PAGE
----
We goofed off in the AM since it was a bit rainy – doing internet things and making reservations for upcoming locations. I made chicken broth from the rotisserie chicken bones, then used it for soup for lunch. Very cozy!

When the sun came out, we drove downtown, about a mile away, and stopped at the Visitor Center for info. The little volunteer ladies there loaded us up! We strolled around the lakefront – it is so beautiful.

The resort dominates the lakefront. Their marina is the largest floating dock in the world. At .75 miles, we walked its perimeter.

At the end of the loop is a nice park with a cabin owned by the city’s Rotary Club. They lease it out as a lakeside bar and grill – great idea for revenue for a Club! (Reminding me of my days in Rotary)

The downtown is full of cute shops and restaurants.

Then, we checked out one of the city’s brewpubs. When we arrived, we realized that we had been here before – during our visit here with our Nova Scotia friends. We did the usual – I had an IPA (one of 7 IPAs on tap) and George a stout).

Back at the Airstream, we watched the evening news. It is nice to catch up with the world – especially on the multiple PBS stations.

DINNER: We walked to a restaurant that had caught our eye – a seafood market that is also a restaurant. It was super! We will probably return to buy fresh fish one night to cook ourselves, but tonight we sat at their sushsi bar and gobbled up some really good sushi. We haven’t had any in ages. As they say in Japan – Ooishikata!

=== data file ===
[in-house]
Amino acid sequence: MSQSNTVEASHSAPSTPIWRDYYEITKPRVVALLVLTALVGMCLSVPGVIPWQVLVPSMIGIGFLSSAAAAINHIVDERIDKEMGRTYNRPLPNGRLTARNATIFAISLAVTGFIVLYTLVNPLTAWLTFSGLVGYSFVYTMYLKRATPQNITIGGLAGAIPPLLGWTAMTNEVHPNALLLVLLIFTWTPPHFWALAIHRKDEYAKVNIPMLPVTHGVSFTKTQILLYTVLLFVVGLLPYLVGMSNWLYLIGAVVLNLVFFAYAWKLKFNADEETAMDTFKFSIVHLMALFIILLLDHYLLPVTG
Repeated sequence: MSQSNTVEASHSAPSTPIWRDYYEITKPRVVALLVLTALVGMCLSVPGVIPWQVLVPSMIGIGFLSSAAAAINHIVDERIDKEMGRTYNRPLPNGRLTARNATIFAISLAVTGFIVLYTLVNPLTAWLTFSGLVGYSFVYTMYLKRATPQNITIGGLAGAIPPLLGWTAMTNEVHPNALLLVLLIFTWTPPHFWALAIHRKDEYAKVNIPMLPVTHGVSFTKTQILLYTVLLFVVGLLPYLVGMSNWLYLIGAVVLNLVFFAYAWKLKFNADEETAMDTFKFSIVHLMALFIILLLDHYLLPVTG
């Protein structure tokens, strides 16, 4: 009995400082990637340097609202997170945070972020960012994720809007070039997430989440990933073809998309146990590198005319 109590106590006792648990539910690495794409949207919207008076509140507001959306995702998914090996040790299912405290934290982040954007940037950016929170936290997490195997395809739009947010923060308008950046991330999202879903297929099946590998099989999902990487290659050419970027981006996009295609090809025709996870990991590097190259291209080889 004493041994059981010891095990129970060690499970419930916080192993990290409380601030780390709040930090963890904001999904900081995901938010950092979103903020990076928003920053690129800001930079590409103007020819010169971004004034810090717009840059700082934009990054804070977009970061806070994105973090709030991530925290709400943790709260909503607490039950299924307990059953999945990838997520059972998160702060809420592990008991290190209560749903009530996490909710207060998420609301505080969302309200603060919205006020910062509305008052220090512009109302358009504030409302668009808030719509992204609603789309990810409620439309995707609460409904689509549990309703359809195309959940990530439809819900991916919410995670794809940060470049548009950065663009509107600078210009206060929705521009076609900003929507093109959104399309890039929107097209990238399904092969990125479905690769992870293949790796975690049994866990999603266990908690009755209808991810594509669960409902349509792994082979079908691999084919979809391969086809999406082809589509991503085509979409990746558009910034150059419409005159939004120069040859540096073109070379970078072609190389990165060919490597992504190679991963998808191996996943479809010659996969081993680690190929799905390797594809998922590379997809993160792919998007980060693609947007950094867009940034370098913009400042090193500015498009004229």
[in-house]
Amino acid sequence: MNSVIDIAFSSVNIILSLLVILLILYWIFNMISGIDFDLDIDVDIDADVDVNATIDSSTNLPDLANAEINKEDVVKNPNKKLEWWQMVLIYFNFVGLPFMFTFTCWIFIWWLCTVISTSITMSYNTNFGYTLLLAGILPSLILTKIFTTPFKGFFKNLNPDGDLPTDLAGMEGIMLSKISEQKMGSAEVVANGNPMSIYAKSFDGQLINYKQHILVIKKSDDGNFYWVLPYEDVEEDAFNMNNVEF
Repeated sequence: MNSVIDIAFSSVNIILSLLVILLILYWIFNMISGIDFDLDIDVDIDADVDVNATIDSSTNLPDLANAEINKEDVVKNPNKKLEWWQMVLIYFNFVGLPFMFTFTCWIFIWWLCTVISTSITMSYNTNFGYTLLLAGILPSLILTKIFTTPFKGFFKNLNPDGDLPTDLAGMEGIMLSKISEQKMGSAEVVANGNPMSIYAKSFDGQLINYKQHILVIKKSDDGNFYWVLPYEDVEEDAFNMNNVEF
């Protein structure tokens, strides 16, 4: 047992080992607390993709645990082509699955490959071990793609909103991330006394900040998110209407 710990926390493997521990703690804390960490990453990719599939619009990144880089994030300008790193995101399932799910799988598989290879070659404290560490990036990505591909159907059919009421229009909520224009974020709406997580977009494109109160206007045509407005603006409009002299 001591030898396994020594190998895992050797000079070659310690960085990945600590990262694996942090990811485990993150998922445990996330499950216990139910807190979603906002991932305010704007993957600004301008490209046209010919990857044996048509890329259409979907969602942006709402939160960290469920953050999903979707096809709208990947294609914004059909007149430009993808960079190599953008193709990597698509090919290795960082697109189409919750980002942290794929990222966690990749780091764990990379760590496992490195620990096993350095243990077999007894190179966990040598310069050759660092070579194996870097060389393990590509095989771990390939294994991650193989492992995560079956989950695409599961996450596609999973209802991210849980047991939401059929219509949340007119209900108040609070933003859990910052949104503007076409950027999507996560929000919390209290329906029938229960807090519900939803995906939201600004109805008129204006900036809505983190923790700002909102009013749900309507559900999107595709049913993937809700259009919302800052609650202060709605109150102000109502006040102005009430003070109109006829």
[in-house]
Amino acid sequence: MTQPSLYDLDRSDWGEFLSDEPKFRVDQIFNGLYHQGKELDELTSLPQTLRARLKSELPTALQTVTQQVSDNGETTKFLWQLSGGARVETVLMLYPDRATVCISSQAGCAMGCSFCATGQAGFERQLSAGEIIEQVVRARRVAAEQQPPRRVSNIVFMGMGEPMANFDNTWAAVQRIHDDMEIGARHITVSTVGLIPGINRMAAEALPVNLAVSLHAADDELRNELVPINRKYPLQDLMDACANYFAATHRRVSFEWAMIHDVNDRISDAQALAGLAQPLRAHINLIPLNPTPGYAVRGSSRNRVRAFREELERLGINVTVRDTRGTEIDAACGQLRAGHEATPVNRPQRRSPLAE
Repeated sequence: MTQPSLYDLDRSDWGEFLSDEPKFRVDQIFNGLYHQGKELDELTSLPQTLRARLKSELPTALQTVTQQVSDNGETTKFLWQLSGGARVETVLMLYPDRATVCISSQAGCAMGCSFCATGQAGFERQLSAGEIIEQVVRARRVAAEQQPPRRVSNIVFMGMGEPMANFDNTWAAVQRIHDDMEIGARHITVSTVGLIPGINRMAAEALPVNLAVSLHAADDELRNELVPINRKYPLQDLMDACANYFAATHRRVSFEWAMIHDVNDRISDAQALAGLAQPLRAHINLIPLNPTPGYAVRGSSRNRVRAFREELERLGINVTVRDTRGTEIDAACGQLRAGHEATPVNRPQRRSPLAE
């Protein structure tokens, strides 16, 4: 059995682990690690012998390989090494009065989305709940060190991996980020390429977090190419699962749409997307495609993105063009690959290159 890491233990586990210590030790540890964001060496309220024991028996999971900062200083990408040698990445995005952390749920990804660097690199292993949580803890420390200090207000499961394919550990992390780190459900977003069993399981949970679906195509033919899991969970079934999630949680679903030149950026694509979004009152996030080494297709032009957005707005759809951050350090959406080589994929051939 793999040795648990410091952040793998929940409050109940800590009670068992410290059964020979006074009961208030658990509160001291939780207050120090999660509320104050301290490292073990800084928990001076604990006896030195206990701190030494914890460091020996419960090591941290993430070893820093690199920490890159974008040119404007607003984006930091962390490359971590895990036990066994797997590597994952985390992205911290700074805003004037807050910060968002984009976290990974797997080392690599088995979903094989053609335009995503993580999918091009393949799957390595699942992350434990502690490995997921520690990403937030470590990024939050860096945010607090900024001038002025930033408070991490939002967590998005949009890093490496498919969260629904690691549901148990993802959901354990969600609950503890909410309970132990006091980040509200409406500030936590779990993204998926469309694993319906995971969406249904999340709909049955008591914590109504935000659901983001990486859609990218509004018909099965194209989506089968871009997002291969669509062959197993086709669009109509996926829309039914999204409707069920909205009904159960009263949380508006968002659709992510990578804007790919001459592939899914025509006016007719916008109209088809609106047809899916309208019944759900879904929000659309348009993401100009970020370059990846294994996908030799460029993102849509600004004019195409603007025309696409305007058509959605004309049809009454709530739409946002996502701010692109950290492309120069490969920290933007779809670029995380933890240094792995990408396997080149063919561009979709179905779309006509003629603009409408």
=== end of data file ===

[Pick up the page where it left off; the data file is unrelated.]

Out of the woods to a city..

CAMPGROUND: Tamarack RV Park. Sewer, 50-amp, water, wifi, cable, laundry. Pretty good shade and trees for a city park. A bit crowded, but neighbors are considerate. Great location if needing a city. $47/night. Picnic table, but no fire ring. 3 stars out of 5

LOCATION: Coeur d’ Alene, Idaho – in north central part of state

WEATHER: Very nice. High 73

We left the lovely Yaak River and drove about 150 miles south on the Wild Horse Trail Scenic Byway. It was indeed quite scenic. We stopped for a picnic lunch along one of the lakes near the highway. We were here a few years ago with our friends Tony and Jenny, but there were a lot of forest fires, making visibility poor. So far, this year, we have been lucky with no fires.

We got settled into the RV park. We selected this for a week, as we wanted a change of pace to an urban setting for awhile.

We took a drive around the city center. It is very upscale and pretty.